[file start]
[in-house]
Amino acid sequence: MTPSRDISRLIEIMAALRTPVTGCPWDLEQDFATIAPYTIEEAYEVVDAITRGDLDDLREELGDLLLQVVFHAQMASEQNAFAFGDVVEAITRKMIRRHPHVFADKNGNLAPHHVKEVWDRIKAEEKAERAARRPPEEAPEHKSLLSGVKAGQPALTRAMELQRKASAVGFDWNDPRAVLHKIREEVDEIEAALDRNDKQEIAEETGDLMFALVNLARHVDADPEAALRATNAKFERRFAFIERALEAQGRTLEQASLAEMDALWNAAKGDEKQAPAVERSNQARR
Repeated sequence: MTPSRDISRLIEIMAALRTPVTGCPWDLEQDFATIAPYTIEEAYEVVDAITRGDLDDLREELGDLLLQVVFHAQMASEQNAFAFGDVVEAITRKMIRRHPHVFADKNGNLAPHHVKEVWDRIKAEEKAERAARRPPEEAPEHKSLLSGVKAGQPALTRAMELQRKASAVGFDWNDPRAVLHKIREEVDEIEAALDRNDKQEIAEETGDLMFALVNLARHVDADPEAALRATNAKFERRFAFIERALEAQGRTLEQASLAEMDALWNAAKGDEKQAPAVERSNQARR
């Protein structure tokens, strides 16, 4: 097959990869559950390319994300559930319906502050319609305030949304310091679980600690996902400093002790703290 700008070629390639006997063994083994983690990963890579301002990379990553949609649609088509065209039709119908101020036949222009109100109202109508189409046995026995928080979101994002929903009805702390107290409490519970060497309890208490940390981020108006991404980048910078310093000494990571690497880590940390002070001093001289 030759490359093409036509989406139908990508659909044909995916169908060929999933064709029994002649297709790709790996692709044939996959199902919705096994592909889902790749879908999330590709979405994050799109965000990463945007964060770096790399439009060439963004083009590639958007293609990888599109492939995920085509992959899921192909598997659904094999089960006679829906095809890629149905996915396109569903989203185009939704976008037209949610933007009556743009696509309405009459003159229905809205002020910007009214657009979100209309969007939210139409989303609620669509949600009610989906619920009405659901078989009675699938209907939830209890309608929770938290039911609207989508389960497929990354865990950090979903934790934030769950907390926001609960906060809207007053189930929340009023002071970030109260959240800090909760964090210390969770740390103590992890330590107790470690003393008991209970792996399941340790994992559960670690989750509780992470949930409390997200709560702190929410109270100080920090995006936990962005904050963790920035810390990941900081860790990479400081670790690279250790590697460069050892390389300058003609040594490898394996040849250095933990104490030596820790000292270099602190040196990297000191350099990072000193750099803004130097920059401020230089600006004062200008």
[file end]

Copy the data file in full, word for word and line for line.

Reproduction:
[in-house]
Amino acid sequence: MTPSRDISRLIEIMAALRTPVTGCPWDLEQDFATIAPYTIEEAYEVVDAITRGDLDDLREELGDLLLQVVFHAQMASEQNAFAFGDVVEAITRKMIRRHPHVFADKNGNLAPHHVKEVWDRIKAEEKAERAARRPPEEAPEHKSLLSGVKAGQPALTRAMELQRKASAVGFDWNDPRAVLHKIREEVDEIEAALDRNDKQEIAEETGDLMFALVNLARHVDADPEAALRATNAKFERRFAFIERALEAQGRTLEQASLAEMDALWNAAKGDEKQAPAVERSNQARR
Repeated sequence: MTPSRDISRLIEIMAALRTPVTGCPWDLEQDFATIAPYTIEEAYEVVDAITRGDLDDLREELGDLLLQVVFHAQMASEQNAFAFGDVVEAITRKMIRRHPHVFADKNGNLAPHHVKEVWDRIKAEEKAERAARRPPEEAPEHKSLLSGVKAGQPALTRAMELQRKASAVGFDWNDPRAVLHKIREEVDEIEAALDRNDKQEIAEETGDLMFALVNLARHVDADPEAALRATNAKFERRFAFIERALEAQGRTLEQASLAEMDALWNAAKGDEKQAPAVERSNQARR
């Protein structure tokens, strides 16, 4: 097959990869559950390319994300559930319906502050319609305030949304310091679980600690996902400093002790703290 700008070629390639006997063994083994983690990963890579301002990379990553949609649609088509065209039709119908101020036949222009109100109202109508189409046995026995928080979101994002929903009805702390107290409490519970060497309890208490940390981020108006991404980048910078310093000494990571690497880590940390002070001093001289 030759490359093409036509989406139908990508659909044909995916169908060929999933064709029994002649297709790709790996692709044939996959199902919705096994592909889902790749879908999330590709979405994050799109965000990463945007964060770096790399439009060439963004083009590639958007293609990888599109492939995920085509992959899921192909598997659904094999089960006679829906095809890629149905996915396109569903989203185009939704976008037209949610933007009556743009696509309405009459003159229905809205002020910007009214657009979100209309969007939210139409989303609620669509949600009610989906619920009405659901078989009675699938209907939830209890309608929770938290039911609207989508389960497929990354865990950090979903934790934030769950907390926001609960906060809207007053189930929340009023002071970030109260959240800090909760964090210390969770740390103590992890330590107790470690003393008991209970792996399941340790994992559960670690989750509780992470949930409390997200709560702190929410109270100080920090995006936990962005904050963790920035810390990941900081860790990479400081670790690279250790590697460069050892390389300058003609040594490898394996040849250095933990104490030596820790000292270099602190040196990297000191350099990072000193750099803004130097920059401020230089600006004062200008």